To experience social mobility, physical and mental capabilities are now the determining factors for all sexes in the current neoliberal meritocracy. Neoliberalism is where societal development relies on individual entrepreneurial freedoms and economic power (Harvey, 2005). A government that enables open markets and private freedoms allow individuals to utilize their own intelligence and techniques to gain economic and social authority (Harvey, 2005). In this meritocratic system, the individual with intelligence and effective techniques would acquire enough economic and social power to rise to the top. If a high-achieving person is placed at the top of a nation, that leader can then implement their capabilities to improve the entire nation. The United States President, for example, is a position created for a successful person who could lead America to a bright future.

Neoliberalism is hyper-individualistic, which applies to the meritocratic principle of self-made achievements. A person’s hard work leads to success, and the success is then used to decide if they should experience social mobility.

Actions that count as success are classified by the society’s common sense. Neoliberalism’s endeavor for freedom influences social products by determining what actions are best to promote private entrepreneurial liberty. One social product influenced is common sense. According to Harvey (2005), common sense is a set of ideals derived from long-standing tradition that leads to popular consent. These ideals are altered by their current environment. Consequently, one’s interpretation of success, achievement, and worthiness of social mobility in a meritocratic society is influenced by the common sense in that period.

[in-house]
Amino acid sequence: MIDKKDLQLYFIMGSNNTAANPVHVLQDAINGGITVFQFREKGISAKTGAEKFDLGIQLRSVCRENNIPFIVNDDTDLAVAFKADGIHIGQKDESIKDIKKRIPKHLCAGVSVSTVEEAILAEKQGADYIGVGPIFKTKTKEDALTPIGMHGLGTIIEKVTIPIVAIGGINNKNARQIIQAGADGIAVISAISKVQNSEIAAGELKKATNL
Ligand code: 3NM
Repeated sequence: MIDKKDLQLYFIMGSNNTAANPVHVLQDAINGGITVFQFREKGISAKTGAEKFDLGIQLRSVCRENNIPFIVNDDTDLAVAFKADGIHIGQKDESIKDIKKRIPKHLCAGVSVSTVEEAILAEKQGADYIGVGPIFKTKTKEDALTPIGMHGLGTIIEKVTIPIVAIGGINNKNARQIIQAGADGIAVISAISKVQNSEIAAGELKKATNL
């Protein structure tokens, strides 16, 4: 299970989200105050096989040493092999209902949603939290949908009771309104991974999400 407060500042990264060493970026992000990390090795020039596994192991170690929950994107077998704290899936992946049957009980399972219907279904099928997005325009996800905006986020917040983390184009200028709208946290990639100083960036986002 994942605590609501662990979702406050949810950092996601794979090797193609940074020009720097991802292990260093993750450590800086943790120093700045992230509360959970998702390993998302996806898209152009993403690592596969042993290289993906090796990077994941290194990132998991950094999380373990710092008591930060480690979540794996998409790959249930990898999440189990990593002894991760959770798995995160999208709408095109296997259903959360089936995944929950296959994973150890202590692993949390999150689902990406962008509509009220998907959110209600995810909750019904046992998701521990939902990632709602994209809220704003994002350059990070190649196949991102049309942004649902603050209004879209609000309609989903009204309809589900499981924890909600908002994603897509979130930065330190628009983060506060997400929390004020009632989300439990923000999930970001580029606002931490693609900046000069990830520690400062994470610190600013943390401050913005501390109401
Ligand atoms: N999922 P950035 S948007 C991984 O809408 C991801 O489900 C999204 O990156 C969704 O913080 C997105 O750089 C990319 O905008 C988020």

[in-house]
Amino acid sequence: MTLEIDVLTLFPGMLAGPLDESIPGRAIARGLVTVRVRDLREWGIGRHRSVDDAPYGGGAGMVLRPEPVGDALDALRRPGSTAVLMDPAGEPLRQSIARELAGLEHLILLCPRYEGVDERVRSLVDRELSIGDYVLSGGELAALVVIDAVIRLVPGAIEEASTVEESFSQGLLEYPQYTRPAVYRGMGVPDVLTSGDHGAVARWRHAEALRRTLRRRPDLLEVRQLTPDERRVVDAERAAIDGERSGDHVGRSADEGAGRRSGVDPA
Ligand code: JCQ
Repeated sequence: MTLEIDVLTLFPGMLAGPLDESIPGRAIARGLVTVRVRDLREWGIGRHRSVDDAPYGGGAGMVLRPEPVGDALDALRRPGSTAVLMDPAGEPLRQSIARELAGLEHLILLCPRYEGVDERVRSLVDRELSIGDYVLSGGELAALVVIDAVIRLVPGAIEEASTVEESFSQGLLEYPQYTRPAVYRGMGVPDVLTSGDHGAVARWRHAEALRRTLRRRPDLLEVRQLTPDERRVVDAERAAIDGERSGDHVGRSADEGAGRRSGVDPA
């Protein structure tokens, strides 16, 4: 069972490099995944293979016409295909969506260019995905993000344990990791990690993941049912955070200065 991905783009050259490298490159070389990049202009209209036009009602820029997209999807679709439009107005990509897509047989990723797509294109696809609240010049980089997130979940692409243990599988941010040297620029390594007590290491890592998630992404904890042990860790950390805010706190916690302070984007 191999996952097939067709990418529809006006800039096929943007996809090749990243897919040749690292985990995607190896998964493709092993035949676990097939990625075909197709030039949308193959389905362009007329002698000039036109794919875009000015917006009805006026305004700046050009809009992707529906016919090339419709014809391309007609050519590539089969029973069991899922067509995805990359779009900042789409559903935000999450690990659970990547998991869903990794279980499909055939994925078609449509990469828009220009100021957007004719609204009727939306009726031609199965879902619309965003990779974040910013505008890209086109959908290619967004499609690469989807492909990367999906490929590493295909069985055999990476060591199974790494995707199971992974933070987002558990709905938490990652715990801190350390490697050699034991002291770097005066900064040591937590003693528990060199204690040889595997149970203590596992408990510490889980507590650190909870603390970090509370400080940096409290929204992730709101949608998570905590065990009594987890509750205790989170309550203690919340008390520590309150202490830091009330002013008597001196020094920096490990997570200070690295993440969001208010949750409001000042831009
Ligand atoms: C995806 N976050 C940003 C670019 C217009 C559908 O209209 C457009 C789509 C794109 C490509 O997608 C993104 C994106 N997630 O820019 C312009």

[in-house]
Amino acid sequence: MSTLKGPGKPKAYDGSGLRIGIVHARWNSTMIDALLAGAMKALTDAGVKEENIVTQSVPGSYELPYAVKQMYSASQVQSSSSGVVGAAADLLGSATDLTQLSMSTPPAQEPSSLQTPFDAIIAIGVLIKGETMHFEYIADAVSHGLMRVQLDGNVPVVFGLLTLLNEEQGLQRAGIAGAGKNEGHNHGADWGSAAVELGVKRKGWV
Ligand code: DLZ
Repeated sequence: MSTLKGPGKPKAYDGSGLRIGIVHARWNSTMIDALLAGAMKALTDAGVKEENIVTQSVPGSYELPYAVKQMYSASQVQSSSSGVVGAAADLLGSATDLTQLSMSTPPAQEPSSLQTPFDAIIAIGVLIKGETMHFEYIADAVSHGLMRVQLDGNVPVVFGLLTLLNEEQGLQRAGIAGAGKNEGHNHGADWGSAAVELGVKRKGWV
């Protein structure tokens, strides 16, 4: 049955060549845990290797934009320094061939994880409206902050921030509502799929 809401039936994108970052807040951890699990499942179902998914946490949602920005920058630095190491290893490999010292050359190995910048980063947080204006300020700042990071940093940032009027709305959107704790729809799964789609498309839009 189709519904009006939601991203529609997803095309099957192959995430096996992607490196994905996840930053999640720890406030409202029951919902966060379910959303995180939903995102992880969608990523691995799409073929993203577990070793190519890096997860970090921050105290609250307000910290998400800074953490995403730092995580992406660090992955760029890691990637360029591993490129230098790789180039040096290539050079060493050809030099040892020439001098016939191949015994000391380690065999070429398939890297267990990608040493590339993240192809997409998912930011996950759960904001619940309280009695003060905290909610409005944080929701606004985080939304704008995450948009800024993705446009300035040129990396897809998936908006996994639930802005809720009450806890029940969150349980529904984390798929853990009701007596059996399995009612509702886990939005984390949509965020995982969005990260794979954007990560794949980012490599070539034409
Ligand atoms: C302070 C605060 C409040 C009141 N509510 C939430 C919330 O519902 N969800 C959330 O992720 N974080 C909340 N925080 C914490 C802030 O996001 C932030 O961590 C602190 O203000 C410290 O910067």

Although social mobility is present in an ideal meritocracy, it is not accounted for in the current, imperfect representations of meritocratic governments. In fact, the very roots of meritocracy is inequitable and questionable, as seen with their metaphors and ideas associated with meritocracy. For example, one twisted metaphor utilized in regards to meritocracy is the ladder of opportunity. The ladder of opportunity is supposed to symbolize a person starting at the bottom of social classes before making their way to the top. As one would expect, the climbing is done with a person’s individual aptitude. In an ideal world, those who have the wit and skill needed to thrive will climb the ladder, become a leader, and then guide their nation to success.

For example, the American public grading system and its corresponding job offers are a meritocratic system. In a typical grading system, students’ homework, class participation, miniature assignments, and finals all culminate into their overall grade. If a student works hard, they will achieve a high grade point average, also known as GPA. High GPAs then determine who leads in the school, as seen when class officer positions or summer internships often have a minimum GPA requirement. If a student has a low GPA, that classifies them as lazy, apathetic individuals who did not work hard enough. The public school grading system then works as a meritocracy where a hardworking intellectual can achieve more.

Figure 2: Only one person can stand at the top of the ladder of opportunity.